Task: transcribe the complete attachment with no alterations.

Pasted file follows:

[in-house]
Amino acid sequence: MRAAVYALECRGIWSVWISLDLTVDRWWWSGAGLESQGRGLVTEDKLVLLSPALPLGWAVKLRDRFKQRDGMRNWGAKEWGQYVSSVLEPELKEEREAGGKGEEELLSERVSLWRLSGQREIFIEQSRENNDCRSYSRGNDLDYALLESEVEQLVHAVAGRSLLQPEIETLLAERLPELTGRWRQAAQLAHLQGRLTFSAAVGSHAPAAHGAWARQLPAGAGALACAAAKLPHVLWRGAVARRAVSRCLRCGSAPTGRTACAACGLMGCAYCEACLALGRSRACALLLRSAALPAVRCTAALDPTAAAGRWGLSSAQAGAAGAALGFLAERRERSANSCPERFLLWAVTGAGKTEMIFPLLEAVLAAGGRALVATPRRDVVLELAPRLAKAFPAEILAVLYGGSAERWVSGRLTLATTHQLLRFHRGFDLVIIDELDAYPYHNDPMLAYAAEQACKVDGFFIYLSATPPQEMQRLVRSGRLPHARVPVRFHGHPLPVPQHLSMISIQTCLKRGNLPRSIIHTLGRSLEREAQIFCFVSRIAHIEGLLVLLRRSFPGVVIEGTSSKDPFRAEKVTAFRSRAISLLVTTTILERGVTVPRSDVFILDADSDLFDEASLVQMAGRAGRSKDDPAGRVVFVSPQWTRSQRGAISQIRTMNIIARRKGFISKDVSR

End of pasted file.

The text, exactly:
[in-house]
Amino acid sequence: MRAAVYALECRGIWSVWISLDLTVDRWWWSGAGLESQGRGLVTEDKLVLLSPALPLGWAVKLRDRFKQRDGMRNWGAKEWGQYVSSVLEPELKEEREAGGKGEEELLSERVSLWRLSGQREIFIEQSRENNDCRSYSRGNDLDYALLESEVEQLVHAVAGRSLLQPEIETLLAERLPELTGRWRQAAQLAHLQGRLTFSAAVGSHAPAAHGAWARQLPAGAGALACAAAKLPHVLWRGAVARRAVSRCLRCGSAPTGRTACAACGLMGCAYCEACLALGRSRACALLLRSAALPAVRCTAALDPTAAAGRWGLSSAQAGAAGAALGFLAERRERSANSCPERFLLWAVTGAGKTEMIFPLLEAVLAAGGRALVATPRRDVVLELAPRLAKAFPAEILAVLYGGSAERWVSGRLTLATTHQLLRFHRGFDLVIIDELDAYPYHNDPMLAYAAEQACKVDGFFIYLSATPPQEMQRLVRSGRLPHARVPVRFHGHPLPVPQHLSMISIQTCLKRGNLPRSIIHTLGRSLEREAQIFCFVSRIAHIEGLLVLLRRSFPGVVIEGTSSKDPFRAEKVTAFRSRAISLLVTTTILERGVTVPRSDVFILDADSDLFDEASLVQMAGRAGRSKDDPAGRVVFVSPQWTRSQRGAISQIRTMNIIARRKGFISKDVSR